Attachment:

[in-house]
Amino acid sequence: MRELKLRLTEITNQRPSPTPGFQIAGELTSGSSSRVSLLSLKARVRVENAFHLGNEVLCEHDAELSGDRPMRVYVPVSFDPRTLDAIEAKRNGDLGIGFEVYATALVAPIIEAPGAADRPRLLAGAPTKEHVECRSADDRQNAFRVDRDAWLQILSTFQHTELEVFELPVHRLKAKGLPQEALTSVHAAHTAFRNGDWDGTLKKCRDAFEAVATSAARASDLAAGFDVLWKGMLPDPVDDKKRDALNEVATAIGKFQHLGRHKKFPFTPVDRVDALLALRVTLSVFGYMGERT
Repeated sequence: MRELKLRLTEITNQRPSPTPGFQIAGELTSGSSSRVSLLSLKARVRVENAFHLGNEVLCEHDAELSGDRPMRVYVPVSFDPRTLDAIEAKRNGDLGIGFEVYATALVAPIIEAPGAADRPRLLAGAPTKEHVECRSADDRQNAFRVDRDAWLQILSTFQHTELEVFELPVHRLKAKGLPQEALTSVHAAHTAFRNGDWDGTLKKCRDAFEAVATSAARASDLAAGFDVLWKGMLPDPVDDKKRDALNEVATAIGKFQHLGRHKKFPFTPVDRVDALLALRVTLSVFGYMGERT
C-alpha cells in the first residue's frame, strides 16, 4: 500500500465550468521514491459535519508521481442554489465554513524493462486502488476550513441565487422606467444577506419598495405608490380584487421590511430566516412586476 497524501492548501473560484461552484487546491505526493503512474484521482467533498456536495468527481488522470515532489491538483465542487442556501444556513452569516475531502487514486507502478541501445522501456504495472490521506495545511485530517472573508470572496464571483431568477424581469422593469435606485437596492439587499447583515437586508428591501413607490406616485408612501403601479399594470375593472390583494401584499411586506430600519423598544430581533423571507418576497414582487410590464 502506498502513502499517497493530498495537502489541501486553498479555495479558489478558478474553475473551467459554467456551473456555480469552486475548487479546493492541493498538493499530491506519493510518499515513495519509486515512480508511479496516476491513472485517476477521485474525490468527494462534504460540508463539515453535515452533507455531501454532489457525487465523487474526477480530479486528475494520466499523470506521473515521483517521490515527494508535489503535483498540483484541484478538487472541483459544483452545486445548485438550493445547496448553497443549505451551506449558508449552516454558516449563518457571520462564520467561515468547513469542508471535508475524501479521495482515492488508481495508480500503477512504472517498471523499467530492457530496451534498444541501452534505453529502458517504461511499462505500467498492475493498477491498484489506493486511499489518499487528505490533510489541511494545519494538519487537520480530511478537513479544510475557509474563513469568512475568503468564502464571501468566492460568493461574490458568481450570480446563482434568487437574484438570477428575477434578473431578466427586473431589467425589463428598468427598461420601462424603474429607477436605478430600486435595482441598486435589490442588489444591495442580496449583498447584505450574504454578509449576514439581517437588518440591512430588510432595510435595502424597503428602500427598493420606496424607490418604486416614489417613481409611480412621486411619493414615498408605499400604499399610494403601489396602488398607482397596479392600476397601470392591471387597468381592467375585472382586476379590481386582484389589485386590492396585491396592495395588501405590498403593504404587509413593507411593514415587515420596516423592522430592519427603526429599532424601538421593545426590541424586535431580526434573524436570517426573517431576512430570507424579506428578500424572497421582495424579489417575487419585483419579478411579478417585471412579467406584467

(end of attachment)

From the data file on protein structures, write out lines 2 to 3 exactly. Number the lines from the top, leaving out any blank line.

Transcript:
Amino acid sequence: MRELKLRLTEITNQRPSPTPGFQIAGELTSGSSSRVSLLSLKARVRVENAFHLGNEVLCEHDAELSGDRPMRVYVPVSFDPRTLDAIEAKRNGDLGIGFEVYATALVAPIIEAPGAADRPRLLAGAPTKEHVECRSADDRQNAFRVDRDAWLQILSTFQHTELEVFELPVHRLKAKGLPQEALTSVHAAHTAFRNGDWDGTLKKCRDAFEAVATSAARASDLAAGFDVLWKGMLPDPVDDKKRDALNEVATAIGKFQHLGRHKKFPFTPVDRVDALLALRVTLSVFGYMGERT
Repeated sequence: MRELKLRLTEITNQRPSPTPGFQIAGELTSGSSSRVSLLSLKARVRVENAFHLGNEVLCEHDAELSGDRPMRVYVPVSFDPRTLDAIEAKRNGDLGIGFEVYATALVAPIIEAPGAADRPRLLAGAPTKEHVECRSADDRQNAFRVDRDAWLQILSTFQHTELEVFELPVHRLKAKGLPQEALTSVHAAHTAFRNGDWDGTLKKCRDAFEAVATSAARASDLAAGFDVLWKGMLPDPVDDKKRDALNEVATAIGKFQHLGRHKKFPFTPVDRVDALLALRVTLSVFGYMGERT